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Oh no not again! – Jonathon Creek loses it’s magic

Both Diane and myself are big Jonathon Creek fans and so we were most happy to see that he was about to make a come back tonight. We both sat back ready to spend an evening looking out for clues with the BBC’s floppy haired magical detective. But it soon became clear that alongside the mystery that we were meant to unravel there was another one that might have been missed by most viewers, but one with a more obvious answer.

You see as soon as Rik Mayall wheeled into view, my heart dropped and the game was afoot. “But what is the mystery you speak of Mik?” I hear you ask. Well it why has the BBC’s casting department seen nothing wrong with getting a non-disabled actor to “crip up” and play disabled, yet again. I began to watch closely, trying to seek out those hard to spot clues that might give me the answer. As the show rolled along I started to wonder if the reason was that at any minute Rik was going to jump up and walk. Oh yes, that must be it! HE was the one who was to blame for the shenanigans that Jonathon was trying to make sense of. That must be why the BBC and the JC production team had made such a faux pas. It was going to be the hidden twist and the wheelchair was all a ruse to throw the viewers off the fact that Rik was playing the villain. The minutes ticked by and I became absolutely sure. It just must be the answer… but no, I was wrong. As the credits began to be squashed to one side by information of what was coming next across the Beeb, I sadly knew that I had just sat through another example of just how out of touch the media still is when it comes to disability.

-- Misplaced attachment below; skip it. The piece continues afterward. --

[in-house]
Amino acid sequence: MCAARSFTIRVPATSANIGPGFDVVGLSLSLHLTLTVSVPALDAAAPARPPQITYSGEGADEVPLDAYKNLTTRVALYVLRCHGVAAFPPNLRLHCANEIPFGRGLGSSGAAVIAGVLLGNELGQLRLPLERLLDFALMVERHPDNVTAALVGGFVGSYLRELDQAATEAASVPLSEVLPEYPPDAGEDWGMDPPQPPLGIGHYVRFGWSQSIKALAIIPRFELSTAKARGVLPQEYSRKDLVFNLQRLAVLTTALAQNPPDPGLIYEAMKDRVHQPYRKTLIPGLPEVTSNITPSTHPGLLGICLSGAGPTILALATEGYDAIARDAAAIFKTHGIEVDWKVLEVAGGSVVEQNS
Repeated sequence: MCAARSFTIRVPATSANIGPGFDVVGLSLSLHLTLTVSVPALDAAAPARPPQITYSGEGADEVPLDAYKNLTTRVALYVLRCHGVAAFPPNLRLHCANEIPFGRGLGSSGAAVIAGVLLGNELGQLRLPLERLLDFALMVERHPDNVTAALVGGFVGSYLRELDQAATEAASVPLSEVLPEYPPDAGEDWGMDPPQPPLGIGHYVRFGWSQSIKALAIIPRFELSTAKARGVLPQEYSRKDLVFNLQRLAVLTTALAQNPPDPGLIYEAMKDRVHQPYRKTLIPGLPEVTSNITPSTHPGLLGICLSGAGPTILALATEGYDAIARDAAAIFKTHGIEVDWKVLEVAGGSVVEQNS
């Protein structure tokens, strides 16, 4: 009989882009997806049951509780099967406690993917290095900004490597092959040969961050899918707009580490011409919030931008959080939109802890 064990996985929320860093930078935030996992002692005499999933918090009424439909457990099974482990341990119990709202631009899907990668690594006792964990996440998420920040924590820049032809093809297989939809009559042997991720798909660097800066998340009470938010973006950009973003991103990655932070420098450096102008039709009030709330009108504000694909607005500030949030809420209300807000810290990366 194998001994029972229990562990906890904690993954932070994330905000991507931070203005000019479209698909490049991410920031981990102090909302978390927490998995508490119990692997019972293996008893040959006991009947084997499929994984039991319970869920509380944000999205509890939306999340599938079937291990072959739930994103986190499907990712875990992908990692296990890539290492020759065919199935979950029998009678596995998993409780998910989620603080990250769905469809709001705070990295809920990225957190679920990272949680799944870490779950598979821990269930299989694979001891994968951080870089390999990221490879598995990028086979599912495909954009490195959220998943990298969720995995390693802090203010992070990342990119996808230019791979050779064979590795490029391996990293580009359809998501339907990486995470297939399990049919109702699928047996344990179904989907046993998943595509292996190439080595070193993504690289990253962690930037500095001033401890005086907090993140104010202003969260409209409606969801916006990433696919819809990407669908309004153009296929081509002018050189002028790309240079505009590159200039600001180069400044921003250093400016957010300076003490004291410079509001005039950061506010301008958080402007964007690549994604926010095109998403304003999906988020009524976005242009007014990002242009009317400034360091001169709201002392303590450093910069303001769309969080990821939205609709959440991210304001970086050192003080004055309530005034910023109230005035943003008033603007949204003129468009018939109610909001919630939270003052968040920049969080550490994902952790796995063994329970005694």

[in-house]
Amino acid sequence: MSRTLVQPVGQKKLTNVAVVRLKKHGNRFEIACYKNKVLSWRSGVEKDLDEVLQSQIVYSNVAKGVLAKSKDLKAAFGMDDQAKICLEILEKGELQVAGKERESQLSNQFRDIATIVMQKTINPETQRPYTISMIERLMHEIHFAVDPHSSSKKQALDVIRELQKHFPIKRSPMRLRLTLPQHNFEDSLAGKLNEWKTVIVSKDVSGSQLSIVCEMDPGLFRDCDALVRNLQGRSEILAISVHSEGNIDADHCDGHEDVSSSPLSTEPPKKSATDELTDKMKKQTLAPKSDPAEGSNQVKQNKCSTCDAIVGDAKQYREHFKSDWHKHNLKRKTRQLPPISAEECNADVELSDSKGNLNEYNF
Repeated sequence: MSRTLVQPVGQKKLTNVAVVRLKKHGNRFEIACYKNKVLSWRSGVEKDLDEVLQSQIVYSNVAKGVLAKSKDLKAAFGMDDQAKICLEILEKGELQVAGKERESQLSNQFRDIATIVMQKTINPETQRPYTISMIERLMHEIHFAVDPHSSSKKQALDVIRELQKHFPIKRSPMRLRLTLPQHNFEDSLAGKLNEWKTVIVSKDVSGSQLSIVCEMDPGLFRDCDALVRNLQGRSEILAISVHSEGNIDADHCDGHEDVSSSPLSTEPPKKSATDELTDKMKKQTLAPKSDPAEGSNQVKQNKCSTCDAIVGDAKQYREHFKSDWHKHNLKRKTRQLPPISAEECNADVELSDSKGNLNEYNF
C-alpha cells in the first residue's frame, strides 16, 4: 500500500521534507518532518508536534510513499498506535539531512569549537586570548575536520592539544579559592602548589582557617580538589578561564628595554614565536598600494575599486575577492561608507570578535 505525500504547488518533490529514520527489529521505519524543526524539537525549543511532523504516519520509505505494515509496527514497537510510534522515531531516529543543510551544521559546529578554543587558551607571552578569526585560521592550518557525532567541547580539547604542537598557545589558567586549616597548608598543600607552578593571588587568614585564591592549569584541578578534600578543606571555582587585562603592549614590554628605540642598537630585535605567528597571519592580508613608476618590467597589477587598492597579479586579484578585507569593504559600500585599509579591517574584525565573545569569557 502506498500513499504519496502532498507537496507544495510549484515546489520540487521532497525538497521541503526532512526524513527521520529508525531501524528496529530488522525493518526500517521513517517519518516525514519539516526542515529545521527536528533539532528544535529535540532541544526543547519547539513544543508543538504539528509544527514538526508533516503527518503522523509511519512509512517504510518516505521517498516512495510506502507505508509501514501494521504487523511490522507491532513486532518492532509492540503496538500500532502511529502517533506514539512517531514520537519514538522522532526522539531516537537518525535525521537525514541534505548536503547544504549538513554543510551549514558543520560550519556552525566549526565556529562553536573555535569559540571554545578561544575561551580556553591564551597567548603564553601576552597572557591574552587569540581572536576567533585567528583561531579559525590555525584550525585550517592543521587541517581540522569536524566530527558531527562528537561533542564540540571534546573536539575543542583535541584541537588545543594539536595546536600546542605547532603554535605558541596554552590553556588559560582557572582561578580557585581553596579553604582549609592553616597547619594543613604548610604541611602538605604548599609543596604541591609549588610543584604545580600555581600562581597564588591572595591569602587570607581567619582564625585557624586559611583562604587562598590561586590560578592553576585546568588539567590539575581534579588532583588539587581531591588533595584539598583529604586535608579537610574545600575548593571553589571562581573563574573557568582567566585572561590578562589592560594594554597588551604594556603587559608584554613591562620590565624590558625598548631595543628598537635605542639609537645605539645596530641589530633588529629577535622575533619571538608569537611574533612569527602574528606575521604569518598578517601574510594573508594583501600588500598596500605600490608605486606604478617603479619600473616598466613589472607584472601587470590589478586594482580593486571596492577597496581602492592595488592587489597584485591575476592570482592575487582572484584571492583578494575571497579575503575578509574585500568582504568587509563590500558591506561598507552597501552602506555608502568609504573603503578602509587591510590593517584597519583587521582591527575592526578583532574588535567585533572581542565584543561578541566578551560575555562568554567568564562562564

If we ignore that ridiculous idea that there exists a I-Pad clamp that can be used as a weapon by a man who is meant to be paralysed in such a way that he can only move one finger (I won’t say too much in case you missed it and want to enjoy poor writing at it’s best), at no point during Rik Mayall’s performance did anything happen that made it essential that a non-disabled actor was cast to play the role, either through the portrayal or script. In fact it was only that he was a returning character that apparently had been shot and paralysed while JC was off our screens that could be said to be why it had to be Rik.

But the big mystery that this show needs us to solve is why not introduce a new character who was really disabled, both in the drama and in real life? I know of so many truly talented disabled actors who could have nailed this role, including little old me. Not only would have brought a reality to the role, but it would have shown that the BBC is really committed to the idea of Integrated Casting, which all the industry says it is signed up to.

Integrated casting is where disabled actors may be cast to play characters that are not written as disabled and so their disability will not be mentioned in the piece. Now in a way casting a non-disabled actor to play disabled could be described as integrated casting, but in truth it is not. This form of casting is designed to try to mirror the real world, and to get more disabled talent onto our screens. But it was also meant to be the next step that the media took after ensuring that only disabled actors played disabled roles.